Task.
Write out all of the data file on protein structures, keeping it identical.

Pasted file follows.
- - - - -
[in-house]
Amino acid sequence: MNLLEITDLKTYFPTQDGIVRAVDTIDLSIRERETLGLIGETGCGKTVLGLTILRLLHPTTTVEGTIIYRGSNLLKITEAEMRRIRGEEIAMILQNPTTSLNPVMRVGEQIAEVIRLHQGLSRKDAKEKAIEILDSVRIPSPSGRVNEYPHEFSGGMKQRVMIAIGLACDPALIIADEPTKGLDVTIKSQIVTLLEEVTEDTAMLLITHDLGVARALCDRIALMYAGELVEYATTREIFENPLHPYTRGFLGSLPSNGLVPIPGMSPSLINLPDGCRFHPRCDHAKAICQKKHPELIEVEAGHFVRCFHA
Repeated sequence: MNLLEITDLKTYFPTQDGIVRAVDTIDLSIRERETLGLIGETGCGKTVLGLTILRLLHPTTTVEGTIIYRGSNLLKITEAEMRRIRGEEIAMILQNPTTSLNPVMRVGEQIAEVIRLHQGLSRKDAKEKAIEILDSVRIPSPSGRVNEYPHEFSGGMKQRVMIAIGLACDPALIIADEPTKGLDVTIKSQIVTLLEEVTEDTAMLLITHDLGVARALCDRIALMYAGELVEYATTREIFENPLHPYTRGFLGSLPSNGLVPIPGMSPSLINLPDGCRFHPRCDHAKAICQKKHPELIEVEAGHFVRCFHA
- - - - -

[in-house]
Amino acid sequence: MNLLEITDLKTYFPTQDGIVRAVDTIDLSIRERETLGLIGETGCGKTVLGLTILRLLHPTTTVEGTIIYRGSNLLKITEAEMRRIRGEEIAMILQNPTTSLNPVMRVGEQIAEVIRLHQGLSRKDAKEKAIEILDSVRIPSPSGRVNEYPHEFSGGMKQRVMIAIGLACDPALIIADEPTKGLDVTIKSQIVTLLEEVTEDTAMLLITHDLGVARALCDRIALMYAGELVEYATTREIFENPLHPYTRGFLGSLPSNGLVPIPGMSPSLINLPDGCRFHPRCDHAKAICQKKHPELIEVEAGHFVRCFHA
Repeated sequence: MNLLEITDLKTYFPTQDGIVRAVDTIDLSIRERETLGLIGETGCGKTVLGLTILRLLHPTTTVEGTIIYRGSNLLKITEAEMRRIRGEEIAMILQNPTTSLNPVMRVGEQIAEVIRLHQGLSRKDAKEKAIEILDSVRIPSPSGRVNEYPHEFSGGMKQRVMIAIGLACDPALIIADEPTKGLDVTIKSQIVTLLEEVTEDTAMLLITHDLGVARALCDRIALMYAGELVEYATTREIFENPLHPYTRGFLGSLPSNGLVPIPGMSPSLINLPDGCRFHPRCDHAKAICQKKHPELIEVEAGHFVRCFHA